Here are a few general tips for dancers to stay safe before, during, and after exercising. Click here to view the full pdf version.

1. Have your doctor clear you to participate in an exercise program.

Reasons not to dance until your doctor clears you include:

  • Severe HIGH BLOOD PRESSURE (hypertension):
    – systolic (top number) above 200mmHg and/or
    – diastolic (bottom number) above 110mmHg
  • Illness or being sick
  • Any type of injury that would be worsen by exercise
  • Recent heart event (heart attack, ischemia)
  • Recent procedure (bypass surgery, stent placement, etc.)
  • Chest pain or discomfort
  • Uncontrolled heart failure
  • Electrolyte abnormalities
  • Arrhythmia
  • Aneurysm 

2. STOP dancing if any of the following occurs:

  • Chest pain or discomfort (and call 911)
  • Feeling lightheaded or dizzy*
  • Feeling unusually tired*
  • Shortness of breath*
  • Excessive sweating*
  • Palpitations or unusual fast heart beat*

*If the feeling persists for more than 5 minutes after you stop exercise,
get help immediately.

3. General Tips for Everyone

  • Wear comfortable broken in exercise shoes with closed toes and cushioned socks. This will help properly support and protect your feet and avoid blisters which can lead to other problems.
  • A slow warm-up is important to protect your muscles and joints from injury. In addition, sudden starts and stops add stress to the heart and could trigger a rapid change in blood glucose levels.
  • To properly “feed” your muscles with oxygen, hold your chest upright and breathe deeply and regularly.
  • Be careful not to get injured by overextending your muscles with kicking, swinging or flinging your arms, legs or neck further than is comfortable. You should never experience extreme pain when performing any dance move.
  • Dance at half time to the music if it’s going too fast for you. If you think you can last “just one more song” it’s a good time to stop. You should not feel exhausted!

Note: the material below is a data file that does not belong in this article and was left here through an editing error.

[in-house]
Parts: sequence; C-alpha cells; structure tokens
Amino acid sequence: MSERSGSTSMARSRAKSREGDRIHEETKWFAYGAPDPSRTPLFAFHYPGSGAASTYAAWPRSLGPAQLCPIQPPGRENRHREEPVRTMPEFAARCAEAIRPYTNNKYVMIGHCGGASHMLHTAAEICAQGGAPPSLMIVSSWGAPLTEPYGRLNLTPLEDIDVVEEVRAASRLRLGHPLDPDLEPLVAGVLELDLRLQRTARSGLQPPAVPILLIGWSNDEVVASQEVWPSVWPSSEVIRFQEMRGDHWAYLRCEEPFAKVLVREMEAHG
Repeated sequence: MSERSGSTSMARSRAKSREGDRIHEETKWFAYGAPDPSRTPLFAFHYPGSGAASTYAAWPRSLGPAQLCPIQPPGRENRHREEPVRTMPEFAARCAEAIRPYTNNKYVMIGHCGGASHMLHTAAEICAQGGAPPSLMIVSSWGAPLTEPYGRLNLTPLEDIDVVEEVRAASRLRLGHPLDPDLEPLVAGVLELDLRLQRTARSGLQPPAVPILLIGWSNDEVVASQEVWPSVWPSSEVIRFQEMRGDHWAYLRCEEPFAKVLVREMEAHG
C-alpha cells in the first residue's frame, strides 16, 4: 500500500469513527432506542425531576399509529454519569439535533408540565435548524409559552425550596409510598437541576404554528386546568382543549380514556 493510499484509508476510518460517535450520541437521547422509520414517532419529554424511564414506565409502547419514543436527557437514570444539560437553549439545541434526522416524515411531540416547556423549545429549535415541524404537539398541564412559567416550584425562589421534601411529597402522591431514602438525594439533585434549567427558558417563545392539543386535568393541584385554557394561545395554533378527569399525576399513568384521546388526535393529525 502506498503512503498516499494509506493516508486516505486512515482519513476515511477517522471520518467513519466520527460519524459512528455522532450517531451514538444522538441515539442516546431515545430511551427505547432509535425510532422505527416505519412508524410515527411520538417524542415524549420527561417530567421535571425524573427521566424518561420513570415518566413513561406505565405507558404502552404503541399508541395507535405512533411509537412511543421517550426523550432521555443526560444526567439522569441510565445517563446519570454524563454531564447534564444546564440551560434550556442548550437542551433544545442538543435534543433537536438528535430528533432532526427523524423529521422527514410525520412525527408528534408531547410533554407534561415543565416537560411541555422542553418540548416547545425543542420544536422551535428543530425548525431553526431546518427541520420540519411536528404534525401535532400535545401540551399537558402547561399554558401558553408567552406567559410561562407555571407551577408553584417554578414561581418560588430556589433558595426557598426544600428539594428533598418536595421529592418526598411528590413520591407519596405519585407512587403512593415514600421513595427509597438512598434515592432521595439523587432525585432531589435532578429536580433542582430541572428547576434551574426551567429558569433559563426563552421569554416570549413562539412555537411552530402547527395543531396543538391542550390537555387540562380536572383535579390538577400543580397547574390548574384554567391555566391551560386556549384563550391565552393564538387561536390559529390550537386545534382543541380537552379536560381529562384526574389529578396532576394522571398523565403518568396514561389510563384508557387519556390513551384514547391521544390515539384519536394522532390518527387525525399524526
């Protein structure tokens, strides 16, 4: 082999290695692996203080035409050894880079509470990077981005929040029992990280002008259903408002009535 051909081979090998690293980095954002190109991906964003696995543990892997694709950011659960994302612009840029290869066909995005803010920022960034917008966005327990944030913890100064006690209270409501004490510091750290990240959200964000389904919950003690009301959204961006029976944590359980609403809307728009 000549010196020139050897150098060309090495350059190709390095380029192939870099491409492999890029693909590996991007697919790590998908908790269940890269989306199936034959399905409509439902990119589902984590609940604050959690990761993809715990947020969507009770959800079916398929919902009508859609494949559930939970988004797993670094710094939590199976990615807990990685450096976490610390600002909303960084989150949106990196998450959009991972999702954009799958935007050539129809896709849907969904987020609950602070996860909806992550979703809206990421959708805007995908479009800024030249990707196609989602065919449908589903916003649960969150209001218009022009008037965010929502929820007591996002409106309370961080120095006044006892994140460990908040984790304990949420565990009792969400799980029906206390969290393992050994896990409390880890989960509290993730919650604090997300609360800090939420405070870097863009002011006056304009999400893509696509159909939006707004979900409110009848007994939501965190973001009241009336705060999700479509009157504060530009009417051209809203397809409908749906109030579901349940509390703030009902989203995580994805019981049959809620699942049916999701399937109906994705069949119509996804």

• Be aware of your body “center” to keep your balance on the dance floor. Keep your feet about shoulder width apart with a slight bend in your knees. From your center you can move up or down, left or right or front to back and stay in control.
  • End your workout with a slow cool down. Slowly stretch your muscles which will help avoiding cramping, soreness and stiffness later.
  • Drink enough fluids, especially if dancing more than 1 hour or if it is hot and humid.

After the Dance: Watch out for low blood glucose for up to 48 hours. Any type of exercise can improve insulin action and glucose uptake, especially if you use insulin or take certain pills to treat your diabetes.  Play it safe and test your glucose levels periodically during the few hours after you stop working out. You may need a small snack or meal with a balance of carbs, protein, and fat to help prevent lows.

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New Recipe Database

by Kenzie on May 31, 2012

Natural Standard, a high-quality, evidence-based library on complementary and alternative therapies has launched a new recipe database. The wide range of healthy recipes include categories from every food group. Each recipe provides details on preparation time, level of difficulty, diet and nutrition, as well as direct links to Natural Standard evidence-based systematic reviews for studied ingredients. What a great way to find new, delicious recipes that are also good for your health!

This library is not available to the public. However, you may access it through the Dance Out Diabetes Cash and Care for Wellness Program. If you don’t have an account yet, click here to set one up today!